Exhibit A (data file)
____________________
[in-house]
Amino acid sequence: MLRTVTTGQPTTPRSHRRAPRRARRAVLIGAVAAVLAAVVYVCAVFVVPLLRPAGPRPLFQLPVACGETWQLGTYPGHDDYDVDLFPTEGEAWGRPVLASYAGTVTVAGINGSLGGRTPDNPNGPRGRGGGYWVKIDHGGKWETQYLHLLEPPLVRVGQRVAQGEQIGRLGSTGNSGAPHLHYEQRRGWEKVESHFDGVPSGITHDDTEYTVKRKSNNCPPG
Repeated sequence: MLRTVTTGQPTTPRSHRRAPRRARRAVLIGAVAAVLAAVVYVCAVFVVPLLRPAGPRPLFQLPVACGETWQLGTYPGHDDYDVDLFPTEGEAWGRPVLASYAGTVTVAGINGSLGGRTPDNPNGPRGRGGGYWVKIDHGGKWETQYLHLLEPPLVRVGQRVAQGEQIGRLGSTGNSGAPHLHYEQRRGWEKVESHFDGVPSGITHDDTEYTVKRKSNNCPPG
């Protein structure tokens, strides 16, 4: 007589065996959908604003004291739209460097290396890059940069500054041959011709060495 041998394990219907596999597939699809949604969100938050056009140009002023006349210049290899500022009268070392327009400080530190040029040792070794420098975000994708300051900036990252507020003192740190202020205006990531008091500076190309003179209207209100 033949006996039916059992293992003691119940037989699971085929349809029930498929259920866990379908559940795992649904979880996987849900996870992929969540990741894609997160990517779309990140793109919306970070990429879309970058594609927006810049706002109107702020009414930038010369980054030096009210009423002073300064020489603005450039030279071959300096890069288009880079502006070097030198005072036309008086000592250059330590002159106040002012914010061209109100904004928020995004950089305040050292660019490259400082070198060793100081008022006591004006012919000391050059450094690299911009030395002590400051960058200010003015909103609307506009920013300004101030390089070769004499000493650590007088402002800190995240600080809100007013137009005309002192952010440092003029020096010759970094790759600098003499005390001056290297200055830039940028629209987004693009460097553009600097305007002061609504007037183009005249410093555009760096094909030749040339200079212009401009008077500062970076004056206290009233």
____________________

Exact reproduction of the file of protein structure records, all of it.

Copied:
[in-house]
Amino acid sequence: MLRTVTTGQPTTPRSHRRAPRRARRAVLIGAVAAVLAAVVYVCAVFVVPLLRPAGPRPLFQLPVACGETWQLGTYPGHDDYDVDLFPTEGEAWGRPVLASYAGTVTVAGINGSLGGRTPDNPNGPRGRGGGYWVKIDHGGKWETQYLHLLEPPLVRVGQRVAQGEQIGRLGSTGNSGAPHLHYEQRRGWEKVESHFDGVPSGITHDDTEYTVKRKSNNCPPG
Repeated sequence: MLRTVTTGQPTTPRSHRRAPRRARRAVLIGAVAAVLAAVVYVCAVFVVPLLRPAGPRPLFQLPVACGETWQLGTYPGHDDYDVDLFPTEGEAWGRPVLASYAGTVTVAGINGSLGGRTPDNPNGPRGRGGGYWVKIDHGGKWETQYLHLLEPPLVRVGQRVAQGEQIGRLGSTGNSGAPHLHYEQRRGWEKVESHFDGVPSGITHDDTEYTVKRKSNNCPPG
């Protein structure tokens, strides 16, 4: 007589065996959908604003004291739209460097290396890059940069500054041959011709060495 041998394990219907596999597939699809949604969100938050056009140009002023006349210049290899500022009268070392327009400080530190040029040792070794420098975000994708300051900036990252507020003192740190202020205006990531008091500076190309003179209207209100 033949006996039916059992293992003691119940037989699971085929349809029930498929259920866990379908559940795992649904979880996987849900996870992929969540990741894609997160990517779309990140793109919306970070990429879309970058594609927006810049706002109107702020009414930038010369980054030096009210009423002073300064020489603005450039030279071959300096890069288009880079502006070097030198005072036309008086000592250059330590002159106040002012914010061209109100904004928020995004950089305040050292660019490259400082070198060793100081008022006591004006012919000391050059450094690299911009030395002590400051960058200010003015909103609307506009920013300004101030390089070769004499000493650590007088402002800190995240600080809100007013137009005309002192952010440092003029020096010759970094790759600098003499005390001056290297200055830039940028629209987004693009460097553009600097305007002061609504007037183009005249410093555009760096094909030749040339200079212009401009008077500062970076004056206290009233």